1. Code of conduct

Code of conduct (Yama & Niyama)

Correct behavior is so important because the sum of all your movements in mind, feelings, words, and actions creates your future. Everything you send out today comes back to you 'tomorrow' (=in the future) (=karma, respectively, the principle of cause and effect).

But people usually don't recognize this because, on this level of existence that we humans are on, cause and effect usually take place at a different time. E.g., today I help an old lady cross the street, and two months later, a stranger gives me an apple for no apparent reason.

The connection between the original action and the temporally offset energetic chargeback is also difficult to recognize because it usually does not manifest itself as exactly the same action. In other words, after 2 months, someone won't help me across the street (since I may not need that), but the energy generated at that time will be balanced out by a corresponding energy - in our example, I get an apple as a gift.

Another thing to mention is that the level at which this karma is stored in our being is not dissolved after each incarnation. We take old karma with us into each new incarnation until it is dissolved again. This is a very simplified explanation, but it should illustrate this principle.

Patanjali (=the author of the Yoga Sutra) discusses the topic of 'Karma' in sutras 2.12-14.

If you manage to implement the following rules in everyday life, you will create a more beautiful, more relaxed, and more fulfilling life, which forms the perfect basis for penetrating into deeper and deeper levels in meditation and thereby getting closer and closer to your true self.

With the first two limbs of Ashtanga Yoga - with Yama and Niyama - in the sutras 2.30-45, the Yoga Sutras give us a guide for correct behavior.


= abstentions; the relationship to the environment

1. Don't be violent (in Sanskrit: Ahimsa)

Violence begins in the head; thinking negative thoughts towards yourself and others leads to corresponding emotions, words, and, in extreme cases, even violent actions. It is very helpful for mastering this yama to open yourself up to higher perspectives about the true nature of things with the help of meditation and the 'study of the scriptures' (=spiritual texts, but also e.g., YouTube videos from spiritual teachers, etc.) because you become capable of transforming negative thoughts into positive or at least neutral ones.

2. Don't lie; truthfulness; speaking and living the truth (Satya)

3. Don't steal; being independent (Asteya)

Of course, the energetic level is also included here. And yes... e.g., downloading (or streaming) digital products that are not free is also stealing and has corresponding (karmic) consequences.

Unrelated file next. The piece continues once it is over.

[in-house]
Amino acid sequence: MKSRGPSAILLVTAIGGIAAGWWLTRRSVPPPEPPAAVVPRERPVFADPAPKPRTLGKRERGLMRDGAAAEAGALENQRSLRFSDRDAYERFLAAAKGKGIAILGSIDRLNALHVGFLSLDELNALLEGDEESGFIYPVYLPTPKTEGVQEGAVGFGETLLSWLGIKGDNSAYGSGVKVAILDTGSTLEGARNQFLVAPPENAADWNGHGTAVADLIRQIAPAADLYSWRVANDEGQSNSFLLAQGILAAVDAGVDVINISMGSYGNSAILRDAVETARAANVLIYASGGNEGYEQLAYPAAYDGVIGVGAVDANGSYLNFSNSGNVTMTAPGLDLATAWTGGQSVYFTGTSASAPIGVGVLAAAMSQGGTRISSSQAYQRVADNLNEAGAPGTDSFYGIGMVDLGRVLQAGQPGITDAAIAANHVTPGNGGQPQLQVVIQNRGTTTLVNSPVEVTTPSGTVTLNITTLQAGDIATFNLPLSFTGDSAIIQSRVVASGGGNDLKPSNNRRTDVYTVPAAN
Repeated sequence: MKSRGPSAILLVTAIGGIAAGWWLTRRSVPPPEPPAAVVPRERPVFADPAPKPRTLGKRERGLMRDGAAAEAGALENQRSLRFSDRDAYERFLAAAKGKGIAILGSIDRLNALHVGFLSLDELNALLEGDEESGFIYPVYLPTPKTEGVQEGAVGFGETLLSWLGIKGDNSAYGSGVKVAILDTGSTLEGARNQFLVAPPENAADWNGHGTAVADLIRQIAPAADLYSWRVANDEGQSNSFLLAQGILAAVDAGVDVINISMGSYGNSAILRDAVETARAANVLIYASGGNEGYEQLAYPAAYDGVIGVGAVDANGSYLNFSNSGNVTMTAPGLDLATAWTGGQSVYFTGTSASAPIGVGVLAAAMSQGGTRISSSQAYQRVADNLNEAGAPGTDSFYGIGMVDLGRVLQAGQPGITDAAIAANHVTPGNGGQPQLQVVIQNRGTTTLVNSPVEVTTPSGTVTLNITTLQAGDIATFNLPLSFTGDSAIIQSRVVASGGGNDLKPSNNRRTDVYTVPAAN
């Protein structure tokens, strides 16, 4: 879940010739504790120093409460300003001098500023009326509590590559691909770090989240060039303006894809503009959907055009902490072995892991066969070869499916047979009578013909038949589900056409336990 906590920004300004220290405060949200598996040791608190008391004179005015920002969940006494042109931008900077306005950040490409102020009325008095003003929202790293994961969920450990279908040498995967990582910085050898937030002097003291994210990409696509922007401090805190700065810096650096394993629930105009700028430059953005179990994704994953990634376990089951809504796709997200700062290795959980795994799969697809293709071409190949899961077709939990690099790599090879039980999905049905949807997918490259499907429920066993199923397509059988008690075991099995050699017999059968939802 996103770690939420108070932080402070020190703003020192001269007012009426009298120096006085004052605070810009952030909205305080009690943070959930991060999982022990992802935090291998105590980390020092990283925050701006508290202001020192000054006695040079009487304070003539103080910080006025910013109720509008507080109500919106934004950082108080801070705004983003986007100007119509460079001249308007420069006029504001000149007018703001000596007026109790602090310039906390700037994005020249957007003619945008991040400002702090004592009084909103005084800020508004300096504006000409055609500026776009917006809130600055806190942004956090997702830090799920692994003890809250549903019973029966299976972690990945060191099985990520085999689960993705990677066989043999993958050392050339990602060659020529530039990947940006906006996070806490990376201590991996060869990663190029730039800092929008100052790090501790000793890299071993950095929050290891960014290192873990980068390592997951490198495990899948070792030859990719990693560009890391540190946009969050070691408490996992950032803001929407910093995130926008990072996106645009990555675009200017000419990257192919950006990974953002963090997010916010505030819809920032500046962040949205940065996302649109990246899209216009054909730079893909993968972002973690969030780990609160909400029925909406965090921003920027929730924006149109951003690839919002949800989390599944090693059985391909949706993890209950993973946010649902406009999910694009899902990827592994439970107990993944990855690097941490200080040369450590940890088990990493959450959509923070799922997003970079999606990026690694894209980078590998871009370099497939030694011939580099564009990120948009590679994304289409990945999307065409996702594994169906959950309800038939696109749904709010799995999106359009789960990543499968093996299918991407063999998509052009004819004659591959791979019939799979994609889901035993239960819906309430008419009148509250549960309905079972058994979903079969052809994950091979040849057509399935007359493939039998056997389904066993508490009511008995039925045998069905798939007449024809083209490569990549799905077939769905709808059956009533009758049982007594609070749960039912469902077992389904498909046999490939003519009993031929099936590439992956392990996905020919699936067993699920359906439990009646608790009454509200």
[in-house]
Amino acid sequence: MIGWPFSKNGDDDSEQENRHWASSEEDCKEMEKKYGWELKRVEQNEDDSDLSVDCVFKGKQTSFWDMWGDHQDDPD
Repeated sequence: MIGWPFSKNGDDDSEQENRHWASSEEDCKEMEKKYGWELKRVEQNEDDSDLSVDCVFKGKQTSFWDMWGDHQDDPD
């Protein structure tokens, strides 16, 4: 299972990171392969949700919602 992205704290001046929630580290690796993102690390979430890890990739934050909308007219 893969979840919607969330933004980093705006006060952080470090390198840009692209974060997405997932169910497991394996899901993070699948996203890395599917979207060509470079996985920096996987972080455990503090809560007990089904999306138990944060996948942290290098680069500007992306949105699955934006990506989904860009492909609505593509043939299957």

4. Seeing God in everything; don't focus on the superficial appearance of things (Brahmacharya)

This also means, for example, that you shouldn't focus on human mistakes but rather learn to see the soul that lies behind them. This is a very powerful practice that can completely change your relationship with yourself and the world for the better!

'Brahmacharya' literally means 'walking in God', or 'one who is always aware of the nature of God', and is interpreted differently by different translators and commentators of the Yoga Sutras. These are further interpretations that resonate with me:

  • Celibacy; not wasting sexual energy (=sexual energy can be used; see taoist or tantric practices taught by Mantak Chia, for example)

  • Move towards what's important; don't waste time

5. Not wanting to own; undemandingness (Aparigraha)

Aparigraha is a general attitude towards the material world.


= rules/recommendations for one's own life; the relationship with oneself

1. Purity; cleanliness (Saucha)

Purity outside and inside, which also includes purity of thoughts, food, etc.

2. Contentment; sufficiency (Santosha)

Being satisfied only with yourself - how you/everything is right now - without needing anything else (people, material goods, etc.). But... that doesn't mean that you shouldn't strive for certain things.

3. Discipline (Tapas)

It is very important to do the exercises disciplined and with endurance, and thereby get or keep your body and mind fit and get ever closer to self-realization.

4. Study of (spiritual) scriptures and self-reflection (=observing your own thoughts, feelings, and actions) (Swadhyaya)

Here are some of the teachers/teachings that I have found to be very consistent and that I can recommend:

ChannelHigherSelf (in English), Bentinho Massaro (in English), Eckhart Tolle (mainly in English, but also in other languages), Maryam (mainly in German, but much content is also available in other languages).

5. Trust in God; devotion to God (Ishvara Pranidhana)

The trust that all experiences I have are FOR ME (=an important treasure of experience for my soul) and not against me.

So, that's it for the code of conduct, let's move on to... 2. Meditation - THE tool